Hill’s Terrace, Chatham, Kent ME4
A plain, yet powerful design of 1862-63 by Henry Clutton, Catholic convert architect of the Gothic Revival, extended in 1935 by F. A. Walters & Son. The church retains several nineteenth-century furnishings of note and has a series of stained glass windows by Goddard & Gibbs of the 1990s.
The first mission in the Medway Towns was founded in 1795 in Brompton (now Old Brompton) by a French émigré priest. It served mostly the Catholic members of the Royal Marines. Mass was first said in Westcourt Street, but later the mission moved to a building in Manor Street which was hidden behind two houses with access via a covered passage between them. This was to remain the only Catholic chapel in the Medway area until St Michael’s church was built on a site near the railway station. St Michael’s then became the centre of the Chatham mission; the chapel in Manor Street appears to have been retained until the Methodist Chapel only a few houses further north was acquired for Catholic use in 1892 (becoming the church of St Paulinus, qv).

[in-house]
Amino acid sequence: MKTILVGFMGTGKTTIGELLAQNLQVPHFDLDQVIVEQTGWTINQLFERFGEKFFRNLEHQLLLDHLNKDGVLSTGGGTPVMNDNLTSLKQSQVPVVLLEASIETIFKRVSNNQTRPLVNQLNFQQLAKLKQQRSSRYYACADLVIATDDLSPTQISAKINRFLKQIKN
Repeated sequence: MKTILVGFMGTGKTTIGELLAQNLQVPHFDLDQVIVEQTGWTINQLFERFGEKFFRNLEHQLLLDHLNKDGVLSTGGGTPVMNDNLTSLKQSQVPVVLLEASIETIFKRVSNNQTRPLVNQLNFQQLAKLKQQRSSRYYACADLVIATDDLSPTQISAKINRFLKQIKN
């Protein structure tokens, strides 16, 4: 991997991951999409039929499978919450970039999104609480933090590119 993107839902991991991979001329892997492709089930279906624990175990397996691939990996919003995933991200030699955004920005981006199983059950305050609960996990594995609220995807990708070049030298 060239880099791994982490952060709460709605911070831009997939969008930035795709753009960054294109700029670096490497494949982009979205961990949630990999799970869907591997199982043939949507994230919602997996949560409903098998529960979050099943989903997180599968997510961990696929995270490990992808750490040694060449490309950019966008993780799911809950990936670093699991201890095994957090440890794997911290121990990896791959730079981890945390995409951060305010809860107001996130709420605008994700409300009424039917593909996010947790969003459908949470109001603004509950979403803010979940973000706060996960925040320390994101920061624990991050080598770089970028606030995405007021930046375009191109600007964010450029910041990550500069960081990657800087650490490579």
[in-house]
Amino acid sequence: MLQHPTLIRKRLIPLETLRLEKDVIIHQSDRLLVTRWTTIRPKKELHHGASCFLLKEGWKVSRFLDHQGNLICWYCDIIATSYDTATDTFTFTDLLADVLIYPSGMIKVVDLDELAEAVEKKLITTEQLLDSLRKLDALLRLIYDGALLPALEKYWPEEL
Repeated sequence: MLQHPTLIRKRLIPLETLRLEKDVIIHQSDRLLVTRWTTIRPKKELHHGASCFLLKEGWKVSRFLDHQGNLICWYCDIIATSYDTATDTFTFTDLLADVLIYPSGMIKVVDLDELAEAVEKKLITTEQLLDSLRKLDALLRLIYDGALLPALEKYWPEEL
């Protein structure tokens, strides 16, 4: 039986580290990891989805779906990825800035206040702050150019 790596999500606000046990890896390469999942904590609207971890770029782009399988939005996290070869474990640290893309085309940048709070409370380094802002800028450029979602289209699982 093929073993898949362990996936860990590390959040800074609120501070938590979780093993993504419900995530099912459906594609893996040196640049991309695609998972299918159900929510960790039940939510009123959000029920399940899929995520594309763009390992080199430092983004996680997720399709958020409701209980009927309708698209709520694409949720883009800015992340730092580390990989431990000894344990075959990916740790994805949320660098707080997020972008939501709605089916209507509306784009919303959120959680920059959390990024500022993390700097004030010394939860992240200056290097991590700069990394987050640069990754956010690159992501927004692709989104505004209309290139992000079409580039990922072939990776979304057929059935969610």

St Michael’s was built in 1862-3 from designs by Henry Clutton. Building funds were restricted and the estimate quoted in the Builder was only £1,695. Originally, only the five-bay nave and aisles were built, with a small sacristy at the east. In 1881 the pulpit was presented by ‘the Catholic soldiers of the Garrison’. According to map evidence, the church had been extended by 1898 when an apsed mortuary chapel was added at the northeast (now the sacristy), and a presbytery and a school were built. The architect for these additions has not been established.